Aboriginal Australians manufactured many kinds of tools, weapons, and crafts as part of their traditional culture. Stone implements included axes, knives, chisels, gougers, borers, and scrapers. From wood, they fashioned spears, spear throwers, throwing sticks, clubs, shields, digging sticks, dishes, musical instruments, and a variety of ceremonial objects. Along much of the northern coast people manufactured dugout canoes. Aboriginal people also developed the well-known boomerang, a curved or angular piece of wood used as a throwing weapon and for sport. Boomerangs could be of two types, return or non-return; a properly released return boomerang, if it fails to hit anything, will glide back to the thrower. Many tools served multiple purposes. For example, a boomerang could also function as a digging stick, a club, or, most commonly, when used in pairs, as clap sticks for rhythmic accompaniment to singing. Desert spear throwers had a stone blade attached to the handle to serve as a chisel, and their concave form meant they could also serve as a small dish.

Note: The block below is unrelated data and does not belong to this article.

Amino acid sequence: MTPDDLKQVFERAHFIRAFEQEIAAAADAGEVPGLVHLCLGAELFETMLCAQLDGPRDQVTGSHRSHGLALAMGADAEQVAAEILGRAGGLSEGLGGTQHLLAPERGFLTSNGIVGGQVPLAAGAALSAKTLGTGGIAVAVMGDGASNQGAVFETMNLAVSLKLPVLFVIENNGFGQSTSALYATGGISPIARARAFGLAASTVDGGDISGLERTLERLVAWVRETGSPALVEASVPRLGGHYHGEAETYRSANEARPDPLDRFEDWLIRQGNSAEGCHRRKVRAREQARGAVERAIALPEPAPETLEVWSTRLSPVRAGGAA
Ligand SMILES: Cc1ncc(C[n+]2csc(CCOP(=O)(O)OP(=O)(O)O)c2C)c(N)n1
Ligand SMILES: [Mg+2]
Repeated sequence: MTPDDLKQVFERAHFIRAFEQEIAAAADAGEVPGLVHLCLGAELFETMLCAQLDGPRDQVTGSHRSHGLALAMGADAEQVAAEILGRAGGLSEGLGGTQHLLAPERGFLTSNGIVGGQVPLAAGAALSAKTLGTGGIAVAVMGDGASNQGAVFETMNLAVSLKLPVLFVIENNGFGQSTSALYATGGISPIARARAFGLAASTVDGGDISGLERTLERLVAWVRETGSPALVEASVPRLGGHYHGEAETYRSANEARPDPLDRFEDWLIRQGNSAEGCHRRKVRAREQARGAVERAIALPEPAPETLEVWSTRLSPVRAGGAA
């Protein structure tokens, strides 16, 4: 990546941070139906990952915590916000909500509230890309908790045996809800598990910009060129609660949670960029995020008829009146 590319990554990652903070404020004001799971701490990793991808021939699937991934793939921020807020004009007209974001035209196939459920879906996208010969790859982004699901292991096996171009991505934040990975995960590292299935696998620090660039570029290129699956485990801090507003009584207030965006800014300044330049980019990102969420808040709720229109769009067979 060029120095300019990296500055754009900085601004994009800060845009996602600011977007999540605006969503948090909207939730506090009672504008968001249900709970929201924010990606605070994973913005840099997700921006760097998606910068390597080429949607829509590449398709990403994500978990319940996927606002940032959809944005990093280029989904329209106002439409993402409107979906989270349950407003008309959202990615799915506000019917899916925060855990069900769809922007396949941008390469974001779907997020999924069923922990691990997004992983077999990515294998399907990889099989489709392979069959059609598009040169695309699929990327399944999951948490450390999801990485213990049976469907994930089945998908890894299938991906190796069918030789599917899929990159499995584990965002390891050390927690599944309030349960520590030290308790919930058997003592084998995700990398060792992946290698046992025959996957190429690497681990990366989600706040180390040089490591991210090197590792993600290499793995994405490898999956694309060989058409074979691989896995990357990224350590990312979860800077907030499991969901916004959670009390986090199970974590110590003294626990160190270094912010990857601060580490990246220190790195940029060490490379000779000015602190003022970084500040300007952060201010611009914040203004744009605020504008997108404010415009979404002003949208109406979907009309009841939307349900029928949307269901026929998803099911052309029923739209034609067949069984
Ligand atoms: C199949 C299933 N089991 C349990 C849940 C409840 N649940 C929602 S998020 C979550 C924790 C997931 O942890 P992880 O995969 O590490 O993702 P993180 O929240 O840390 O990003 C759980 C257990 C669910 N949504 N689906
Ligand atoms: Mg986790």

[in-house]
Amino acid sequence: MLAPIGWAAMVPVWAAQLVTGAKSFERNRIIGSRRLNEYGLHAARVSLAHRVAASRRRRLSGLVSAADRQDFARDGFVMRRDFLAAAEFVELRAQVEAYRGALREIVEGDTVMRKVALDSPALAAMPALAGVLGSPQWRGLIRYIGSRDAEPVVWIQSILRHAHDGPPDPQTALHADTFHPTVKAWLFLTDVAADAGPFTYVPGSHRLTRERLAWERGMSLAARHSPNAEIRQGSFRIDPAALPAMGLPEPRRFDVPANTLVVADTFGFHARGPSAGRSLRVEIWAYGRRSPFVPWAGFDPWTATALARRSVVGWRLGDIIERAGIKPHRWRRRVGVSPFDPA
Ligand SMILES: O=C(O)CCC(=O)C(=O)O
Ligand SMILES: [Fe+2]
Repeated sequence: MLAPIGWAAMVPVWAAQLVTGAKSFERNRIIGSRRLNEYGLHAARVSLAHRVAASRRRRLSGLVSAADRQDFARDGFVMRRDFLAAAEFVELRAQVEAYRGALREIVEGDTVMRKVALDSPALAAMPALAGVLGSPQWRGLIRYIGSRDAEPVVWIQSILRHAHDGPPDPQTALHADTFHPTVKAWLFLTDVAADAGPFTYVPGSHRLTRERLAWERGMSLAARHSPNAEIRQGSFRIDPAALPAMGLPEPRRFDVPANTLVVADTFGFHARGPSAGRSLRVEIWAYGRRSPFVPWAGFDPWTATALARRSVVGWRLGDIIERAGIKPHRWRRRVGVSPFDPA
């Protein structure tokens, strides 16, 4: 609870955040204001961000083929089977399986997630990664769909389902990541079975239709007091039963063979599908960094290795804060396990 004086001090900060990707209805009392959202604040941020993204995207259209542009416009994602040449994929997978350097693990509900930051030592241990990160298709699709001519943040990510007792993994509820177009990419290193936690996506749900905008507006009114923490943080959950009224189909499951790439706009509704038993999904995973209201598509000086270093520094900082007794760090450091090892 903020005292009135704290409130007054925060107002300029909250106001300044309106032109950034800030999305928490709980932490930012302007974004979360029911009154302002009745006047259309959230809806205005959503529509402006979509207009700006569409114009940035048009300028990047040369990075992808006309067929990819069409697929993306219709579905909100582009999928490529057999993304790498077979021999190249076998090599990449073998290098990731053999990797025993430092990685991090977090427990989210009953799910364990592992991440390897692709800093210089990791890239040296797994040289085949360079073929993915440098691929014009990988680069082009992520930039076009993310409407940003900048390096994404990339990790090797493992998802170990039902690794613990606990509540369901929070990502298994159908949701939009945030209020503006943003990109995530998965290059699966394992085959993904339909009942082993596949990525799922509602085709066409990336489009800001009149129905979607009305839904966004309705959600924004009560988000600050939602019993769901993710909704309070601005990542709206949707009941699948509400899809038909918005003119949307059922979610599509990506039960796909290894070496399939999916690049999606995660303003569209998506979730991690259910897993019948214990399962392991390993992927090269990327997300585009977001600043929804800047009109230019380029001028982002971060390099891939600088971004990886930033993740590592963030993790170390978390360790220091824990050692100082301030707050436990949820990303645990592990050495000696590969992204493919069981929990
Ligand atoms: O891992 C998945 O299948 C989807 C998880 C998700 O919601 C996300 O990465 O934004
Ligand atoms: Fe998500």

Aboriginal people also made string spun from vegetable fiber, animal fur, and human hair to manufacture rope, string, nets, and net bags. In addition, they used tree bark, reeds, palm leaves, and grasses to make baskets and fish traps. Along the eastern coast of Australia, Aboriginal people made fishhooks from shells. In cooler regions, Aboriginal people stitched animal skins together using bone needles to make cloaks and rugs, which were often scored on the inside to create complex patterns. Traditional Culture of Aboriginal Australians as explained in this article elucidates the Tools, Weapons, and Crafts which they collectively produced for work and defense.